A Natural History of Infixation

Front Cover
OUP Oxford, Jul 5, 2007 - Language Arts & Disciplines - 280 pages
0 Reviews
This book presents the first cross-linguistic study of the phenomenon of infixation, typically associated in English with words like "im-bloody-possible", and found in all the world's major linguistic families. Infixation is a central puzzle in prosodic morphology: Professor Yu explores its prosodic, phonological, and morphological characteristics, considers its diverse functions, and formulates a general theory to explain the rules and constraints by which it is governed. He examines 154 infixation patterns from over a hundred languages, including examples from Asia, Europe, Africa, New Guinea, and South America. He compares the formal properties of different kinds of infix, explores the range of diachronic pathways that lead to them, and considers the processes by which they are acquired in first language learning. A central argument of the book concerns the idea that the typological tendencies of language may be traced back to its origins and to the mechanisms of language transmission. The book thus combines the history of infixation with an exploration of the role diachronic and functional factors play in synchronic argumentation: it is an exemplary instance of the holistic approach to linguistic explanation. Alan Yu's pioneering study will interest phonologists and morphologists of all theoretical persuasions, as well as typologists and historical linguists.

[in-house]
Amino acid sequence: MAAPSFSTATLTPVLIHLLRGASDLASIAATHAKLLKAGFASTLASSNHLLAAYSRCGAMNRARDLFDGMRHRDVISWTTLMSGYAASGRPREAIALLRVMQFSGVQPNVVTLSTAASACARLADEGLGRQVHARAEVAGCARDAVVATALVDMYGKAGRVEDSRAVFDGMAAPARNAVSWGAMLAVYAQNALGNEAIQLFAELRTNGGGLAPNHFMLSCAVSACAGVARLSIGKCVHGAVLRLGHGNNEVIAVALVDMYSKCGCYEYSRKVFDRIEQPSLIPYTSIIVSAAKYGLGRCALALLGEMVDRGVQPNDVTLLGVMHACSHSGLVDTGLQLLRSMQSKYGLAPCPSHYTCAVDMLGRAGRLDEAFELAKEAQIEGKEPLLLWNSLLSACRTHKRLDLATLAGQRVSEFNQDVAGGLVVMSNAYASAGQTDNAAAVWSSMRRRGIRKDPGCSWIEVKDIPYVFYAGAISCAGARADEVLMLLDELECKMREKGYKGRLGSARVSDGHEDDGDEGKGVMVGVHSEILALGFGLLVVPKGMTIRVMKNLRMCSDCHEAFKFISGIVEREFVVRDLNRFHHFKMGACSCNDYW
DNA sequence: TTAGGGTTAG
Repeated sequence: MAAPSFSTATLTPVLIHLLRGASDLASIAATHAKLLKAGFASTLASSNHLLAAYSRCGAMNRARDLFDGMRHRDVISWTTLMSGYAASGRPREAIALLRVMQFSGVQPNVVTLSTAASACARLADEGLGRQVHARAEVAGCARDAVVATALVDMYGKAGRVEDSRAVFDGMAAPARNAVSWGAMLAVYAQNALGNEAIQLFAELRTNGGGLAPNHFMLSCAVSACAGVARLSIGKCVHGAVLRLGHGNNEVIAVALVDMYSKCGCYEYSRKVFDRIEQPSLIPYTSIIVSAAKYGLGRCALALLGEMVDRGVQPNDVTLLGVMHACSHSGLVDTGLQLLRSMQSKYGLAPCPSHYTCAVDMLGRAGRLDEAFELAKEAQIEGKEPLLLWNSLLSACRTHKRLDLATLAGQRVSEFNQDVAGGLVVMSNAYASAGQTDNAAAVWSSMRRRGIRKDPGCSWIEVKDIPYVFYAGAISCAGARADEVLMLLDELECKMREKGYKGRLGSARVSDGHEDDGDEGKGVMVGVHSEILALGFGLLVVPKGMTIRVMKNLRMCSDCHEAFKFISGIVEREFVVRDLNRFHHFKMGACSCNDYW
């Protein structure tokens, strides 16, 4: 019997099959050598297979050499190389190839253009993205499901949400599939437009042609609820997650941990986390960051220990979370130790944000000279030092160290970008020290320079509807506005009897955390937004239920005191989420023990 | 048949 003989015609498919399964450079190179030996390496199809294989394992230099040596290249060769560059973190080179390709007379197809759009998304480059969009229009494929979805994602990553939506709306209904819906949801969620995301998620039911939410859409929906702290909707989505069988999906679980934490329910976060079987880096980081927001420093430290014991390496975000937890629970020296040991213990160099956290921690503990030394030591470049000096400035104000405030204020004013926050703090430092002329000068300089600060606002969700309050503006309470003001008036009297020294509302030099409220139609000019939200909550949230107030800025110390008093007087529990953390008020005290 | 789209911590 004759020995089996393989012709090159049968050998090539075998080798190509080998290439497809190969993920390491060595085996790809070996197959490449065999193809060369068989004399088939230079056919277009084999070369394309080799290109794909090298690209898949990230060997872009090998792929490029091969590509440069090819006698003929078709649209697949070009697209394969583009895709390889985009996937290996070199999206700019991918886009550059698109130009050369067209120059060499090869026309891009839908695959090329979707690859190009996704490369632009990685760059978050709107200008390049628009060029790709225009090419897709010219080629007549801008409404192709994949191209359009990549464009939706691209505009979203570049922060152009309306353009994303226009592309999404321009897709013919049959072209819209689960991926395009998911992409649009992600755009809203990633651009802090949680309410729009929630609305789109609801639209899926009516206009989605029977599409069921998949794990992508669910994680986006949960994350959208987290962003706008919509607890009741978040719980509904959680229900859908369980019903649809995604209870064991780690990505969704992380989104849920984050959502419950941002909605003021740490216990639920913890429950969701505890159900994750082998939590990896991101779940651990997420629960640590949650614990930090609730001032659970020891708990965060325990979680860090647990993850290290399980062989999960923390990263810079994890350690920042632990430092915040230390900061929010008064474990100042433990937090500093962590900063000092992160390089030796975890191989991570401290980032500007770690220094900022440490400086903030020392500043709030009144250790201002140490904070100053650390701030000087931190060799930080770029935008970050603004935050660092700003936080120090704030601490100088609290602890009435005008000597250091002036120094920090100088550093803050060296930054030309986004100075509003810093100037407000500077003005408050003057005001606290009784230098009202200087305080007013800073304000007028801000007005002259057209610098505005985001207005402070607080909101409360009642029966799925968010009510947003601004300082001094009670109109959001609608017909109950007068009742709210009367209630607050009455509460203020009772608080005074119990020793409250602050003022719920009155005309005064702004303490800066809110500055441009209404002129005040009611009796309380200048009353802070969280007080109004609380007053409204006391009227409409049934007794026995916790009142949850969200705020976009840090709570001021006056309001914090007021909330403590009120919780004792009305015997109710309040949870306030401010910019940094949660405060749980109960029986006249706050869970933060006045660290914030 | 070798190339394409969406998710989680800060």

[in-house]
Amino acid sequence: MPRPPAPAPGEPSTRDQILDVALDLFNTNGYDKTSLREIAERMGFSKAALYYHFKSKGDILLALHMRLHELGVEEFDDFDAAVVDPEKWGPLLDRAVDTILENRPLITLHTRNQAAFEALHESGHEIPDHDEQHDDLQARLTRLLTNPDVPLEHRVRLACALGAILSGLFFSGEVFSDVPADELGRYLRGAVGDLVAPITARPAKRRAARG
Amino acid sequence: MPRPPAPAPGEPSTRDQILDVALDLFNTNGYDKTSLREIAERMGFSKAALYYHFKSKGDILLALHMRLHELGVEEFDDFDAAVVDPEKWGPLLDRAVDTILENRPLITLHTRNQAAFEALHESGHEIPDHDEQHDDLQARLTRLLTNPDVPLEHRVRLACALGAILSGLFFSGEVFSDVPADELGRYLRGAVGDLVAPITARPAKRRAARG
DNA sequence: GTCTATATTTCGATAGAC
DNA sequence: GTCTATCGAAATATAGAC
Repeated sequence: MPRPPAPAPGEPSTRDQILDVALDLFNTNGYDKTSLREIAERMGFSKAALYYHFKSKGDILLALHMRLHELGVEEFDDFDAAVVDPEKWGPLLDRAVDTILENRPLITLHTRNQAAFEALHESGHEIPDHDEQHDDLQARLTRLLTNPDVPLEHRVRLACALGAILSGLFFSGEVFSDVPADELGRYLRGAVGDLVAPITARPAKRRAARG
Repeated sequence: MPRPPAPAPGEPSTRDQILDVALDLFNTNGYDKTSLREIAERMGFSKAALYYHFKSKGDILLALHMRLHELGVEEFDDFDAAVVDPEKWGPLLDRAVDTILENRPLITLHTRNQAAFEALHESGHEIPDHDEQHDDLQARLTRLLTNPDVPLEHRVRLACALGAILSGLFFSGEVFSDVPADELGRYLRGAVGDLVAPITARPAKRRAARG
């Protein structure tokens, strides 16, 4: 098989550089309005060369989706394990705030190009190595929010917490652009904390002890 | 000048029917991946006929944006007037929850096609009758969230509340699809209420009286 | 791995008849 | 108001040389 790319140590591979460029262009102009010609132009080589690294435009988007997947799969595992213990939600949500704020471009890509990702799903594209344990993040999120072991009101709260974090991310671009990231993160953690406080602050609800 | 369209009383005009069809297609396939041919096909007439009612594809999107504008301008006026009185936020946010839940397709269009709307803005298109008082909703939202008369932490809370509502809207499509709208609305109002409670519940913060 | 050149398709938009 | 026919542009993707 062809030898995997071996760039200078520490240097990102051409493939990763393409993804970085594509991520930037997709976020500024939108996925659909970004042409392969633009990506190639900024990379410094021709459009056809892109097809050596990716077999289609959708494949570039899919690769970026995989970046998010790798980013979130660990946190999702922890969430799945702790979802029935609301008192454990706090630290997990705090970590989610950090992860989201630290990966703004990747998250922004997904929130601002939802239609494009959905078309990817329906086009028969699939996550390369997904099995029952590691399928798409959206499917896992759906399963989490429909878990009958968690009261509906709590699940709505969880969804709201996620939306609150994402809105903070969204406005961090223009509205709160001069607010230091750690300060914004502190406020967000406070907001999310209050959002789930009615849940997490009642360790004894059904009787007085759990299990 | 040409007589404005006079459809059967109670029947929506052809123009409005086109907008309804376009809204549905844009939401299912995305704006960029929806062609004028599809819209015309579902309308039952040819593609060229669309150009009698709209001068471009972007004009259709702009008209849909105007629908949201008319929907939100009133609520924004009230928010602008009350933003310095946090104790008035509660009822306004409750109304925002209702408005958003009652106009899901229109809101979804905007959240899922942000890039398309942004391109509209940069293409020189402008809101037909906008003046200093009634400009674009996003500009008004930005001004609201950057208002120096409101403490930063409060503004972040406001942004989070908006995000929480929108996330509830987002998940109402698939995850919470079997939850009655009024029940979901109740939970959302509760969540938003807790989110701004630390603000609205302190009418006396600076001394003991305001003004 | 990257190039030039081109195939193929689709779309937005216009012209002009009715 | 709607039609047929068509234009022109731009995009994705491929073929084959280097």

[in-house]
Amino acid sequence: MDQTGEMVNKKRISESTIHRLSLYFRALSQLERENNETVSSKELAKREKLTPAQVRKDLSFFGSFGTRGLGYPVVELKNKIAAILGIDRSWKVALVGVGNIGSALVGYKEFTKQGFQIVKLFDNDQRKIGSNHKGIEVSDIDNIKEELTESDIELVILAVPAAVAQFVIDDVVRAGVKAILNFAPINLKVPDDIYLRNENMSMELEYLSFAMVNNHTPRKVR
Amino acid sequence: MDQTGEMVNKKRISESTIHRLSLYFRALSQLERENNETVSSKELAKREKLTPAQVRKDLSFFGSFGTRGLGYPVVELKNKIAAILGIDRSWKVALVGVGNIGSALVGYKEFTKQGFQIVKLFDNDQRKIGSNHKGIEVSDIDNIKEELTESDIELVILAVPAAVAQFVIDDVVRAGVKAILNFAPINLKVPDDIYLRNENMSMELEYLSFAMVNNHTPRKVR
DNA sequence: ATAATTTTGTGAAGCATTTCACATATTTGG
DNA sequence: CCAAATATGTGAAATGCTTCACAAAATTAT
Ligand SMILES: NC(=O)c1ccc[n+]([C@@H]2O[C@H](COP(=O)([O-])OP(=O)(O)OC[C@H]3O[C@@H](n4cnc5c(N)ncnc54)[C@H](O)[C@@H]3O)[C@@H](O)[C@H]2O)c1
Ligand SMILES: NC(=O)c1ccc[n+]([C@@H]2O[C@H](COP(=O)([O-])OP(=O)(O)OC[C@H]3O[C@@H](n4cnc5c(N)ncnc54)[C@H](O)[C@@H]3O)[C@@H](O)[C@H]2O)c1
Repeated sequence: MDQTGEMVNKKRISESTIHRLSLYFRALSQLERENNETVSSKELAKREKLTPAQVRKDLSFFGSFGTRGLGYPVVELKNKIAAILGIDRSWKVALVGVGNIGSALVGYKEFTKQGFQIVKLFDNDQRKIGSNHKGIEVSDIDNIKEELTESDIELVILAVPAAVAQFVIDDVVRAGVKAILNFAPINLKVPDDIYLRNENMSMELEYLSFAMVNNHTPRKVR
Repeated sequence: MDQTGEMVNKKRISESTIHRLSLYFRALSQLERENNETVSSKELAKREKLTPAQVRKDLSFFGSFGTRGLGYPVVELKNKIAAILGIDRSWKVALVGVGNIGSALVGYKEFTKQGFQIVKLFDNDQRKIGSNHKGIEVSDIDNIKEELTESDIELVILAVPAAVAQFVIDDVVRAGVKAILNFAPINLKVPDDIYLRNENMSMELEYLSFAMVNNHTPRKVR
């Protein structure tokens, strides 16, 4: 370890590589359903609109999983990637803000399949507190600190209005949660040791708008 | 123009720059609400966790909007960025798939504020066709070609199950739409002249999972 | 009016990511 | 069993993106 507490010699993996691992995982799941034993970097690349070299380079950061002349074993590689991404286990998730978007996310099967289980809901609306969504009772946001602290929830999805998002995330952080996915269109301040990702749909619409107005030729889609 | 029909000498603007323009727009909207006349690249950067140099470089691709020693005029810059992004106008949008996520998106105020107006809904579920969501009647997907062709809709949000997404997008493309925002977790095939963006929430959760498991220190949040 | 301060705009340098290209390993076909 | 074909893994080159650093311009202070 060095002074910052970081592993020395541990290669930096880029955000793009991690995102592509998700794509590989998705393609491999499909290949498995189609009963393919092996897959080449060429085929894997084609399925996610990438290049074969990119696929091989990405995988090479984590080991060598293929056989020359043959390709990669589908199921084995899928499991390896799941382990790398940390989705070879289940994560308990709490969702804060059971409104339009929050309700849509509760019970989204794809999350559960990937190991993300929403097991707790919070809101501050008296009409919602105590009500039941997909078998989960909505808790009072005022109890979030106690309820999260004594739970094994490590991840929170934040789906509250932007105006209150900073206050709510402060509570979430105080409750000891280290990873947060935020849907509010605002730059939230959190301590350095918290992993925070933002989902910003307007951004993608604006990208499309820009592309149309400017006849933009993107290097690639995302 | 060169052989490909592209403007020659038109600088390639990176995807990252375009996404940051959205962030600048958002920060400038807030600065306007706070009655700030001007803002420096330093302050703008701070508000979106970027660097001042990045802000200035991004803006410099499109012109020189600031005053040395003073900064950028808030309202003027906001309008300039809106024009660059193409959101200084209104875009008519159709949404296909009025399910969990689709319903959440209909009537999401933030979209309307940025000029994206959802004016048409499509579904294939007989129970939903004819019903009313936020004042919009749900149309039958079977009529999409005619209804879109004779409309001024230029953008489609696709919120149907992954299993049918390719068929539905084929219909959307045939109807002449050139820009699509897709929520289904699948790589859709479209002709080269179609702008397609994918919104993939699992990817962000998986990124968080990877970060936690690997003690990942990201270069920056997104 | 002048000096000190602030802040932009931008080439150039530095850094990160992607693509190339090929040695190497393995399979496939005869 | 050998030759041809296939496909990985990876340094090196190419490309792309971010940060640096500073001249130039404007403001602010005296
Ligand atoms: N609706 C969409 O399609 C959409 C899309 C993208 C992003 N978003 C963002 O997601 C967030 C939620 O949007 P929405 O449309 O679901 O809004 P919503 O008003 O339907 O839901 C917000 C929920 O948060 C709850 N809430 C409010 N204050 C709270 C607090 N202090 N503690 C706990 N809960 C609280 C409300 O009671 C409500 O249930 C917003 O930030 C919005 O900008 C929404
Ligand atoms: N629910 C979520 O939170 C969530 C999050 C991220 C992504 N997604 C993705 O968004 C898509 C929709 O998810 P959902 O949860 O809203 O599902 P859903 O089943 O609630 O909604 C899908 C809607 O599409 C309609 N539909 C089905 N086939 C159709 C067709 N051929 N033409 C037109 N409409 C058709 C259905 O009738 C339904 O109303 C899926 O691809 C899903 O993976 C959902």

From inside the book

What people are saying - Write a review

We haven't found any reviews in the usual places.

Contents

What is infixation?
9
Subcategorization in context
47
Pivot Theory and the typology
67
Copyright

4 other sections not shown

Other editions - View all

Common terms and phrases

About the author (2007)


Alan C. L. Yu is Assistant Professor in Linguistics and the College at the University of Chicago. He received his PhD in 2003 from the University of California, Berkeley and has previously taught at McGill University in Montreal, Canada. His main research interests include theoretical and experimental phonology, the phonetics-phonology interface and the phonology-morphology interface. He has published in Language, Phonology, Journal of East Asian Linguistics, the Linguistic Review, and Natural Language Semantics.

Bibliographic information